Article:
Wednesday, June 18, 2008

The need for "bright lines" in law

So-called "bright lines" in law are useful to the aspiring 1-Ls; they let you state the issue, put down the rule, and show how the issue should be resolved. No muss, no fuss. Hell, enough bright lines, and even a moderately sophisticated artificial intelligence program might make a good law clerk or associate attorney.

So today we have this, as reported in the New York Times:
[T]he top lawyer for the C.I.A.’s Counterterrorist Center to Guantánamo, [...] explained that the definition of illegal torture was “written vaguely.”

“It is basically subject to perception,” said the lawyer, Jonathan M. Fredman, according to meeting minutes released Tuesday at a Senate hearing. “If the detainee dies, you’re doing it wrong.”
Well thank goodness for "bright lines". Now we know what to expect and what lines not to cross.

Furthering the education being provided for free to 1-Ls thanks to the maladministration's efforts at Guantánamo and elsewhere, then we have the concept of "mens rea"; the "guilty mind":
At the meeting, lawyers talked openly about the “need to curb the harsher operations” during visits from observers with the International Committee of the Red Cross and about moving some prisoners to keep them out of sight at those times.

And Mr. Fredman, the C.I.A. lawyer, warned his military counterparts never to videotape aggressive interrogations because they will “look ugly.” His comment came more than five years before the Justice Department opened a criminal investigation into the destruction of C.I.A. interrogation videotapes.

When the issue of "knowingly" comes up in any war crimes trials, this could be relevant.

Then there's this:

The 2002 meeting at Guantánamo showed how C.I.A. lawyers believed they had found a legal loophole permitting the agency to use “cruel, inhuman or degrading” methods overseas as long as they did not amount to torture.

In “rare instances, aggressive techniques have proven very helpful,” Mr. Fredman said, according to the minutes.

A military lawyer at Guantánamo, Lt. Col. Diane Beaver, interjected, “We will need documentation to protect us.”

“Yes,” Mr. Fredman said, “if someone dies while aggressive techniques are being used, regardless of cause of death, the backlash of attention would be severely detrimental.”
Cruel, inhuman, or degrading treatment (CIDT) is also banned by law and treaty. Where's the line between CIDT and torture? Well, we have the "bright line" above. If the guy kicks off (see also here and here; pictures here), then it's torture, I guess....

But I'm curious about one thing: Did Fredman get it wrong? Where's the "severely detrimental" backlash? Why aren't the good people of the country demanding war crimes trials for everyone involved, and impeaching the guy that says he signed off on this crap?!?!? Maybe because this article ran on page 3 (in my local newspaper) below the fold, and the so-called "liberal media" is ignoring it.....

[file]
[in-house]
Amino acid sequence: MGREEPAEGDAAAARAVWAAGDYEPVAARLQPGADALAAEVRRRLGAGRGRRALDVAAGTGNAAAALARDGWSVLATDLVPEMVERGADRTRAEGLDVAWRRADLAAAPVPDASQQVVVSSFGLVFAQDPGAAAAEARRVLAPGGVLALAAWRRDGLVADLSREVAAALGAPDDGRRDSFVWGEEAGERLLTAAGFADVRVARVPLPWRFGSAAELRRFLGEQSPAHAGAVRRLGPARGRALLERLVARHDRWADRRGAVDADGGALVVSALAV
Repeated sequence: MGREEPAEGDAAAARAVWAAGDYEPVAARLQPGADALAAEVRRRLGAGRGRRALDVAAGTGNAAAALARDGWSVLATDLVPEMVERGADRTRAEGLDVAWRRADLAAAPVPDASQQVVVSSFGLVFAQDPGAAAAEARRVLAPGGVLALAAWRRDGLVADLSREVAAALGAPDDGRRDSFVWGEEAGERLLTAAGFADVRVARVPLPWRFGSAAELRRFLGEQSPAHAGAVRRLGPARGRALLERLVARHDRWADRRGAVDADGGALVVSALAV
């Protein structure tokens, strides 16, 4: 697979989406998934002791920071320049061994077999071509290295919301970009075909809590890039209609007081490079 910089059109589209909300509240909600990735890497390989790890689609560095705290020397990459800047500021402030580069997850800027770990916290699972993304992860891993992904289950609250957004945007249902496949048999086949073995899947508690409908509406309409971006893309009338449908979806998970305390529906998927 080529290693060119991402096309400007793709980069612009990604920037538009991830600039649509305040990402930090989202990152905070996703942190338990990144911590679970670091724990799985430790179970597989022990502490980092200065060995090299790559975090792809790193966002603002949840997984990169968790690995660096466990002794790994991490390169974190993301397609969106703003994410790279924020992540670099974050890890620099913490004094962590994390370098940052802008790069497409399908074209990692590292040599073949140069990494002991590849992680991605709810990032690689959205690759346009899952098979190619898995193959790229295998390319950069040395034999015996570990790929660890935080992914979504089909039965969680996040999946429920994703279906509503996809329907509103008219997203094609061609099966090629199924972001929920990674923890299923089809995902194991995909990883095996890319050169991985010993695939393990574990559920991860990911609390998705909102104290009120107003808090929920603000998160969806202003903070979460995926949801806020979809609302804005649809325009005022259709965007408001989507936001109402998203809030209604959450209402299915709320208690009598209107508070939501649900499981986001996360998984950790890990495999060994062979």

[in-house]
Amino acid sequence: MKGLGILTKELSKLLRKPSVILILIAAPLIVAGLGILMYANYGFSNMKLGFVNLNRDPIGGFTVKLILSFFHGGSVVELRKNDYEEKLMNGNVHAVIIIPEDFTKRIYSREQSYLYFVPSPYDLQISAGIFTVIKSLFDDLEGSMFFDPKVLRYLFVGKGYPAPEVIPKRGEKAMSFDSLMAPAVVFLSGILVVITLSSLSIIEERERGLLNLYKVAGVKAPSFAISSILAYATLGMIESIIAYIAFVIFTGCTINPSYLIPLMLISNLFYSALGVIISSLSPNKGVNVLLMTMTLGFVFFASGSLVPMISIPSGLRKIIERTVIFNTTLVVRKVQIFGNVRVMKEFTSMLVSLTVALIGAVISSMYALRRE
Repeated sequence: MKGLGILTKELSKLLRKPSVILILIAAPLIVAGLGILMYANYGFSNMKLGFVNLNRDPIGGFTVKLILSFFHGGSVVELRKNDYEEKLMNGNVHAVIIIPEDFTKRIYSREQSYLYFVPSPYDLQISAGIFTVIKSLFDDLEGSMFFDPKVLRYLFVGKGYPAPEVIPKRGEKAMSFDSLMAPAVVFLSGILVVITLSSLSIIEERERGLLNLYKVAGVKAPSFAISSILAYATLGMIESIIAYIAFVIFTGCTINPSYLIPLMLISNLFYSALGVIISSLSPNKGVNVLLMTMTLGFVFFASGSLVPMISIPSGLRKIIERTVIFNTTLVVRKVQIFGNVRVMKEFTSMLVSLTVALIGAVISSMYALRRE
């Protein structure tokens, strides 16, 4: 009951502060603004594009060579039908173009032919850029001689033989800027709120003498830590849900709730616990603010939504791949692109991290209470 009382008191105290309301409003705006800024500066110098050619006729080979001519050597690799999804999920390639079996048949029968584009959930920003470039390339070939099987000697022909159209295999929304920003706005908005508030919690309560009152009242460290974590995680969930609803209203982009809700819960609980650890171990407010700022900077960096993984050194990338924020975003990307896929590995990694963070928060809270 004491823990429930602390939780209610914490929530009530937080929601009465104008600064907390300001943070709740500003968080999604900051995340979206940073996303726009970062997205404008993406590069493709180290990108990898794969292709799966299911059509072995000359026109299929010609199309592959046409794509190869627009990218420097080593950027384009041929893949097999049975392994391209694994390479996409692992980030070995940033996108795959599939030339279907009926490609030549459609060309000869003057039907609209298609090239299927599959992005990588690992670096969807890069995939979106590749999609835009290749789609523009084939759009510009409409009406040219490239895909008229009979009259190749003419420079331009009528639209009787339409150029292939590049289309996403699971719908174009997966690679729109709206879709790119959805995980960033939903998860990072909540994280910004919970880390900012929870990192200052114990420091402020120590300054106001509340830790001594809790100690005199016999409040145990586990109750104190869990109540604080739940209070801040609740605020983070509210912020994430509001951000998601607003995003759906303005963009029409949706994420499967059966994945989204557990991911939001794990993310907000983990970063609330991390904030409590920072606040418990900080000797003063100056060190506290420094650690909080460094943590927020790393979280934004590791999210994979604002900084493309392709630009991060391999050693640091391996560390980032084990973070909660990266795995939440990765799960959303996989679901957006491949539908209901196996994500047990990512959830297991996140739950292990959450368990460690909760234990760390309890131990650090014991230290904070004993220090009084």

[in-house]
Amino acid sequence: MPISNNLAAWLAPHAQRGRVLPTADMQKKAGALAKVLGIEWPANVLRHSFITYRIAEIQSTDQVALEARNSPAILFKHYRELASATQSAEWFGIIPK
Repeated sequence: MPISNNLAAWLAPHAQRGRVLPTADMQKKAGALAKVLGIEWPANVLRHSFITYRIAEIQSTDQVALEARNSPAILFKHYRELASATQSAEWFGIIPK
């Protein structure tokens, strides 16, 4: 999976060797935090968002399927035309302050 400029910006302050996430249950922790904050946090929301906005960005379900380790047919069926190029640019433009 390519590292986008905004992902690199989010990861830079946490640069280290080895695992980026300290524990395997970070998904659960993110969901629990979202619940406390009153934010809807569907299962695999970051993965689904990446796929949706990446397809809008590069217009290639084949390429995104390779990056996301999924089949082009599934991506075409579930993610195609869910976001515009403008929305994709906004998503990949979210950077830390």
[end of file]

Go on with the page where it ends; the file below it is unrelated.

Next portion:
Update

Ben Davis, over in a comment at Balkinization, points to this article from the Washington Post on physical evidence for the torture:

One former Iraqi prisoner, identified in the report only as Yasser, said he was subjected to electric shocks three times and sodomized with a stick. His thumbs bore round scars consistent with shocking, the report said. He would not allow a full rectal exam.

Another Iraqi, identified only as Rahman, reported he was humiliated by being forced to wear women's underwear, stripped naked and paraded in front of female guards, and was shown pictures of other naked detainees. The psychological exam found that Rahman suffered from post-traumatic stress disorder and has enduring sexual problems related to his humiliation, the report said.

The abuse of some prisoners by their American captors is well documented by the government's own reports. Once-secret documents show that the Pentagon and Justice Department allowed, at least for a time, forced nakedness, isolation, sleep deprivation and humiliation both at the detention center at Guantanamo Bay and Abu Ghraib prison.

Because the medical examiners did not have access to the 11 patients' medical histories prior to their imprisonment, it was not possible to know whether any of the prisoners' ailments, disabilities and scars pre-dated their confinement. The U.S. military says an al-Qaida training manual instructs members, if captured, to assert they were tortured during interrogation.

However, doctors and mental health professionals stated they could link the prisoners' claims of abuse while in U.S. detention to injuries documented by X-rays, medical exams and psychological tests.

"The level of the time, thoroughness and rigor of the exams left me personally without question about the credibility of the individuals," said Dr. Allen Keller, one of the doctors who conducted the exams, in an interview with the AP. "The findings on the physical and psychological exams were consistent with what they reported."

Update 2

Scott Horton weighs in with a fine article. Included is an accounting of what has happened in the cases where detainee did die:
... Fredman’s concerns [about public reaction to detainee deaths] were clearly addressed by the Bush Administration, because many people did die in detention, in conditions connected to the application of torture techniques (there are at least a dozen such cases already documented), and in none of these cases has a responsible person been punished. Did the Bush Administration ultimately decide that homicide was not a problem, either? Or perhaps it was concern about the information that would come to the surface if a prosecution were to be undertaken.
My emphasis. If such a statement needs such....

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